First Horizon National has wasted no time as it looks to complete its biggest bank acquisition.

The Memphis, Tenn., company agreed in May to buy Capital Bank Financial in Charlotte, N.C., for $2.2 billion, the second-largest bank acquisition announced this year. Executives used Friday’s quarterly conference call to tout early progress on the deal and their plans to immediately boost revenue once it closes.

Capital — First Horizon’s first whole-bank deal since its 2015 purchase of the much smaller TrustAtlantic Financial — is important because it puts the $30 billion-asset company on a fast track to hitting $50 billion in assets where it faces more regulation, including the Comprehensive Capital Analysis and Review stress test.

First Horizon has acted swiftly. Required regulatory applications were filed in June and executives have already “had very good discussions” with more than 1,000 employees, Bryan Jordan, the company’s chairman and CEO, said during the conference call.

The company is on pace to complete the deal in the fourth quarter; system conversions will likely occur in the first half of next year. All cost reductions should be completed by 2019, though management plans to take advantage of revenue opportunities “day one,” Jordan said.

“We’ll start to grow relationships and offer more services … and we think we'll very actively hit the ground running in those opportunities,” Jordan added.

While management hopes to boost mortgage lending and offer other products to Capital customers, its performance metrics largely hinge on an ability to cut Capital’s annual noninterest expense by about 30%.

First Horizon’s timetable seems reasonable, industry experts said, because both companies have relatively clean balance sheets. They also noted that several other deals had speedy approvals. It took just 145 days, or less than five months, for Pinnacle Financial Partners to buy BNC Bancorp in High Point, N.C.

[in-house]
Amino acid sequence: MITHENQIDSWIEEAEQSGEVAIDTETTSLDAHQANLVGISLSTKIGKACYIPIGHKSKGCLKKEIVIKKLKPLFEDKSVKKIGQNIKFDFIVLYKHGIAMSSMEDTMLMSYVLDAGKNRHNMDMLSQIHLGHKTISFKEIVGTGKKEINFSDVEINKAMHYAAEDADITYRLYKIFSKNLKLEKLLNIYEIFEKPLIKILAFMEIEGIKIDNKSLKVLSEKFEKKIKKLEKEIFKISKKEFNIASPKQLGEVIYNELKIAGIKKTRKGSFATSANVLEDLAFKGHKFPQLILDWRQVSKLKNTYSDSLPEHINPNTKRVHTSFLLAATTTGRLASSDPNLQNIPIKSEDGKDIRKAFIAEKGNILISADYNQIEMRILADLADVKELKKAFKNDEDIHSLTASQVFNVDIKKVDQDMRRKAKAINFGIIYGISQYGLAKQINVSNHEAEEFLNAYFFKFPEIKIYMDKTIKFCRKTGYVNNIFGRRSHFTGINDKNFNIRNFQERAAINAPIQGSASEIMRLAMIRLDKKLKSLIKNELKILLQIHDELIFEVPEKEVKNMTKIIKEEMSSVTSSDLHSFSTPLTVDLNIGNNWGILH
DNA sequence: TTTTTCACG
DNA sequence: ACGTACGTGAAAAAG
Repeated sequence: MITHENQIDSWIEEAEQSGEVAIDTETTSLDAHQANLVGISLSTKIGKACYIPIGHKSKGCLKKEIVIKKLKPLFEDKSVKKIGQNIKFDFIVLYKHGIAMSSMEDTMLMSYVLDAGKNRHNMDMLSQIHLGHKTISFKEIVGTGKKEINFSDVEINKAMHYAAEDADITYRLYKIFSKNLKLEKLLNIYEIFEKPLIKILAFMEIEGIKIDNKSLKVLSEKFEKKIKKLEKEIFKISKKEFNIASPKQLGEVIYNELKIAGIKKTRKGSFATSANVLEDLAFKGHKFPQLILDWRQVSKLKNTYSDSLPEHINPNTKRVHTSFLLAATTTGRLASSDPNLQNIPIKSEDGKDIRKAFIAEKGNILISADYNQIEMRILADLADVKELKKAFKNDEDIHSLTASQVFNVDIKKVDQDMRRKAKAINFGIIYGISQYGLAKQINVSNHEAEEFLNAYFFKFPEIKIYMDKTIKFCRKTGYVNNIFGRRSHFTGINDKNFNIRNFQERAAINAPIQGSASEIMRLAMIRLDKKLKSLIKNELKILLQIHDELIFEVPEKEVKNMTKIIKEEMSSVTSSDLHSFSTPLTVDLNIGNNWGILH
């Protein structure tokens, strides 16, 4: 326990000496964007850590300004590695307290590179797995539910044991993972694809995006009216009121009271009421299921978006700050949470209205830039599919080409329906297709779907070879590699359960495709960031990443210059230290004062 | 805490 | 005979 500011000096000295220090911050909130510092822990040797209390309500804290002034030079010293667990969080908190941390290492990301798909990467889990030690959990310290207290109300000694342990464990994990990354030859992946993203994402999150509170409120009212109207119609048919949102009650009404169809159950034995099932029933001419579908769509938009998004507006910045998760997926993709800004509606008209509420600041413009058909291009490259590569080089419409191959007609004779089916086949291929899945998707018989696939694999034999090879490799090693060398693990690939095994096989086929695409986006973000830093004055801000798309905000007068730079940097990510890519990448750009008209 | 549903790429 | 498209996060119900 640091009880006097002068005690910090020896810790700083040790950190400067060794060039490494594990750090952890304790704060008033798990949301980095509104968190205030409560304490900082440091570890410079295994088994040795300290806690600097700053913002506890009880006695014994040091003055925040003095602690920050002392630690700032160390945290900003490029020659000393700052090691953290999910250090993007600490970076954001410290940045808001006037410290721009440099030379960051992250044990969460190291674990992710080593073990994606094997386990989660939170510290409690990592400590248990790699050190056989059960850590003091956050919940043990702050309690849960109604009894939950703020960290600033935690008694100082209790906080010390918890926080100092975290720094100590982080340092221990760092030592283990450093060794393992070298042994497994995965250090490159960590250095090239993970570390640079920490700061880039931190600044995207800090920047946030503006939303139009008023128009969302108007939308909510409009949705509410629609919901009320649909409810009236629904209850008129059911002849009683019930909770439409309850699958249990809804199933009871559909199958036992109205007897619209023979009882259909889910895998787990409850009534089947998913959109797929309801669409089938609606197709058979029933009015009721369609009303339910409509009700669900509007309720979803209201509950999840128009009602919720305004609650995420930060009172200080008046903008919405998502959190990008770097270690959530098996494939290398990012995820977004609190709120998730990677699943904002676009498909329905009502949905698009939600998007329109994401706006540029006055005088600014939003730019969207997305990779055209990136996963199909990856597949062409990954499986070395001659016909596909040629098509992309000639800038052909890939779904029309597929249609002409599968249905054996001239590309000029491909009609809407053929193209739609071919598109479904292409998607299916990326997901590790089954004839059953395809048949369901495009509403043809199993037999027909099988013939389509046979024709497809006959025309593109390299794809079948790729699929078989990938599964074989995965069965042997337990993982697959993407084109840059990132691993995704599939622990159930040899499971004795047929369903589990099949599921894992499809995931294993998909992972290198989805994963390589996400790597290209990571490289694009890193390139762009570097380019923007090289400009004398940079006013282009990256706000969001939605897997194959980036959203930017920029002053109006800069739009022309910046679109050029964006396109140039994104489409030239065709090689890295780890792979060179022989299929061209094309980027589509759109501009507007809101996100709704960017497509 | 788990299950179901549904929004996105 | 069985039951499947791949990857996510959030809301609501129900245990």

“I wouldn’t expect any sort of issue,” said Michael Rose, an analyst at Raymond James, though he cautioned that any deal could be tripped up by an unexpected issue tied to the Community Reinvestment Act or anti-money-laundering compliance.

While the management team will likely take a pause to integrate Capital, it will likely want to pursue other bank acquisitions as the company approaches the $50 billion asset threshold, industry experts said.

First Horizon will "absolutely" pursue more deals, said Christopher Marinac, an analyst at FIG Partners. “I think First Horizon has plenty to say grace over with Capital … but the company is geared to do additional transactions.”

Capital’s unusual geography — it has only 12 branches between North Carolina and South Florida — gives First Horizon ample opportunity to buy banks to fill the gap, Marinac said.

Management was also asked about an interest in acquisitions to spark FTN Financial, its capital markets business. The company, despite its purchase of Coastal Securities, recently provided lower guidance on expected average daily revenue from its fixed-income business. Fixed-income operations often suffer in a rising-rate environment.

While the fixed-income and trading business will “contribute positively” to revenue, First Horizon’s bank remains “the 800-pound gorilla that drives our results,” Chief Financial Officer William Losch said.

First Horizon would have about $40 billion of assets after it buys Capital, which will create potential challenges as it nears the size that would make it a systemically important financial institution. That has been the case for the $49.1 billion-asset New York Community Bancorp, which has been suppressing its own growth as it looks for a meaningful acquisition.

First Horizon’s management has expressed optimism that the threshold could be increased. The company could stay under $50 billion in assets until such changes are enacted by focusing on areas such as fixed income, Rose said.

The company could eventually buy a “nice Southeastern franchise” if regulatory reform lags and management can snag another deal “at a fair price,” said Brady Gailey, an analyst with Keefe, Bruyette & Woods.

“I believe they’ll take somewhat of a pause just to get Capital closed and digest that,” Gailey said. “Beyond that, I expect them to be on the prowl and do another deal in short order, which could push them over the $50 billion mark.”

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Jackie Stewart

Jackie Stewart covers community banks and mergers and acquisitions for American Banker.